“It’s exciting to see the success of our researchers, across all faculties, receiving acknowledgement and funding support for their social science and humanities-focused research efforts,” said Dr. Adam Sarty, associate vice-president, Research and dean of the Faculty of Graduate Studies and Research. “These new grants highlight the wide range of research activity across our campus. We are proud to support these successful researchers and their students as they embody the role of knowledge creation that lies at the heart of Saint Mary’s.”

The following is a list of Saint Mary’s Insight Grant recipients:

  • Dr. Nicole Conrad for Spelling matters too! The role of spelling practice in the development of reading skills;

  • Dr. Myles McCallum for The Villa di Tito Project: Re-examining Roman Villas; and

  • Dr. Matthew Boland for Consequences and motivations behind estimates in capital budgeting. Evidence from government procurement

In addition to the Insight Grants, the Government of Canada also announced the following Saint Mary’s recipients of Insight Development Grants:

  • Dr. Hamdi Driss for Does Policy Uncertainty Affect Credit Ratings Quality?

  • Dr. Matthew Boland for Environmental Violators Beware! Using Machine Learning to Predict EPA Infractions; and

  • Dr. S. Karly Kehoe for A Catholic Atlantic? Minority Agency in the British World, 1763-1860.

“The social sciences and humanities are integral towards building a healthier, stronger and more prosperous Canada,” said the Honourable Kirsty Duncan, Minister of Science and Sport. “Since taking office, our government has worked hard to put science and research back to their rightful place. Today’s grant recipients will help us make informed decisions about our communities, economy, health and future prosperity.”

This investment, through the Social Sciences and Humanities Research Council (SSHRC), will fund research in areas including education, immigration, Indigenous health and the environment. These projects will also promote collaboration and partnerships among academic researchers, businesses and community partners to advance knowledge and understanding of these critical issues.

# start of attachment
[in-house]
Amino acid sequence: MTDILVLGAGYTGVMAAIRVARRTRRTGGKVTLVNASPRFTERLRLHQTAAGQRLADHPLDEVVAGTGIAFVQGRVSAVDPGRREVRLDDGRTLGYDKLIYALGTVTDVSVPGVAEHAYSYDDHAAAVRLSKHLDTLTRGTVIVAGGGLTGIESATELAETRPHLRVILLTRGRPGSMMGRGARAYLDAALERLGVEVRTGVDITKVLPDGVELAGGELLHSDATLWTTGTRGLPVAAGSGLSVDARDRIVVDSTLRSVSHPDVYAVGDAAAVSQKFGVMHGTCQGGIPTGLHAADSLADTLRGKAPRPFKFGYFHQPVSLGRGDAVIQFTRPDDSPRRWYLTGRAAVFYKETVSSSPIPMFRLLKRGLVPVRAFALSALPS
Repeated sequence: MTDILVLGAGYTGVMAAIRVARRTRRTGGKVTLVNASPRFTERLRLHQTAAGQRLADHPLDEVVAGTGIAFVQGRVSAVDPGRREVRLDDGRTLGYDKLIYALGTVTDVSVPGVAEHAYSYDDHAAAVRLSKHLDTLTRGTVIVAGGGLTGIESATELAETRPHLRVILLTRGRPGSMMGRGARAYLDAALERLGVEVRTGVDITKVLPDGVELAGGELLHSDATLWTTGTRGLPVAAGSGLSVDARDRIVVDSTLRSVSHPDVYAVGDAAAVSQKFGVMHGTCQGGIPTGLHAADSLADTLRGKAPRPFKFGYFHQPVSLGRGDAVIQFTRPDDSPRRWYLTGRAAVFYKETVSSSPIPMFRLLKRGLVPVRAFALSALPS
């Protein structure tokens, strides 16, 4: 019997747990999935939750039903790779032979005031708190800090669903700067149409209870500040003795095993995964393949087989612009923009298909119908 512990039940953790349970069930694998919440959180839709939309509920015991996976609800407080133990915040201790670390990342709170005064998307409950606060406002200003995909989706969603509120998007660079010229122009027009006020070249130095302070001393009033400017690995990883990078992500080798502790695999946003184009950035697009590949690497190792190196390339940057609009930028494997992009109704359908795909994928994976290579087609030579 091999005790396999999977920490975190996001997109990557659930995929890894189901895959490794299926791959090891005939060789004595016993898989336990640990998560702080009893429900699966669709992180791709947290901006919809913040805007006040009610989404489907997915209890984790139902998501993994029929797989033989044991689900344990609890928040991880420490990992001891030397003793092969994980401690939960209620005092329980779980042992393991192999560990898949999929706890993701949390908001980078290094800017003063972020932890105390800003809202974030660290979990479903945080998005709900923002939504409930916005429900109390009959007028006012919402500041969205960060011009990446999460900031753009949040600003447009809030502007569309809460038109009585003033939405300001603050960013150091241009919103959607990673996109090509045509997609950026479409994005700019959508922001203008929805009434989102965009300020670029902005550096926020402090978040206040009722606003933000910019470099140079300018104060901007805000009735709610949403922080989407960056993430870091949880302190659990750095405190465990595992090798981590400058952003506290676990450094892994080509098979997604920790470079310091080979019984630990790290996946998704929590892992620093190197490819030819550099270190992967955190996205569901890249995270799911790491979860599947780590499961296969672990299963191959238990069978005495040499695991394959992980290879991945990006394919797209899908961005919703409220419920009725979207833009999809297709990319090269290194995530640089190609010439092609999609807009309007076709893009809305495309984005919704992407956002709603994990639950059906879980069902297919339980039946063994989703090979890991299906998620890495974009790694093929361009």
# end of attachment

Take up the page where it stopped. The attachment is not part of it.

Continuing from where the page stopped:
“Researchers in the social sciences and humanities generate ideas and innovations that improve the lives of Canadians,” said Ted Hewitt, president of the Social Sciences and Humanities Research Council. “This investment will strengthen research training for students, connect Canadian and international researchers across disciplines and sectors, and equip Canada with the talent, knowledge and insights that are essential to meeting the challenges of today and tomorrow.”

Research into the effects of low interest rates on Canadian loan markets receives grant

Dr. Mohammad Rahaman, Canada Research Chair in International Finance & Competitiveness and a professor with the Sobey School of Business

Dr. Mohammad Rahaman, Canada Research Chair in International Finance & Competitiveness and a professor with the Sobey School of Business

The work of a Saint Mary’s University researcher into the effects of low interest rates on the syndicated loan market in North American has received a boost.

Mohammad Rahaman, Canada Research Chair in International Finance & Competitiveness and a professor with the Sobey School of Business, is receiving a $40,000 research grant from the Canadian Securities Institute Research Foundation.

Rahaman’s research focuses primarily on understanding how access to intermediated capital such as bank loans can be a source of power and efficiency for industrial firms in a competitive global market place. He is currently investigating the effects of the unprecedented and prolonged low interest rates by central banks following the global financial crisis.

His research also touches on how financing through syndicated loans influences investment, innovation, and internationalization among North American industrial firms. A syndicated loan is a loan provided by a group of lenders and set up and administered by one or more commercial or investment banks.

“This is one of the most coveted research grant awarded by industry practitioners in Finance in Canada, and I am honoured to be its recipient,” said Rahaman. “No other finance faculty member in the Maritimes has received this grant, which speaks to a recognition of the importance that the Sobey School of Business has in our region and the quality of research underway at the school.”

The Canadian Securities Institute Research Foundation encourages and supports grounded research on the Canadian Capital Markets.